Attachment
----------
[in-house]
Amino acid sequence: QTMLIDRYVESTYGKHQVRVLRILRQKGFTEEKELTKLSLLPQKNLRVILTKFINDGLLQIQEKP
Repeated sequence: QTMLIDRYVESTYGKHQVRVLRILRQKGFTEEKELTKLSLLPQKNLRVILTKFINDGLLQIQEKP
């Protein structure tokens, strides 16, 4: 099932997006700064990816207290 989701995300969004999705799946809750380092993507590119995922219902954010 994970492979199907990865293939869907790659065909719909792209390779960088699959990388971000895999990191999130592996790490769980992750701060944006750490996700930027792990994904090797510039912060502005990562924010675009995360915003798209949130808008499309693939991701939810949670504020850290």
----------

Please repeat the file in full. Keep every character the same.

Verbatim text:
[in-house]
Amino acid sequence: QTMLIDRYVESTYGKHQVRVLRILRQKGFTEEKELTKLSLLPQKNLRVILTKFINDGLLQIQEKP
Repeated sequence: QTMLIDRYVESTYGKHQVRVLRILRQKGFTEEKELTKLSLLPQKNLRVILTKFINDGLLQIQEKP
């Protein structure tokens, strides 16, 4: 099932997006700064990816207290 989701995300969004999705799946809750380092993507590119995922219902954010 994970492979199907990865293939869907790659065909719909792209390779960088699959990388971000895999990191999130592996790490769980992750701060944006750490996700930027792990994904090797510039912060502005990562924010675009995360915003798209949130808008499309693939991701939810949670504020850290």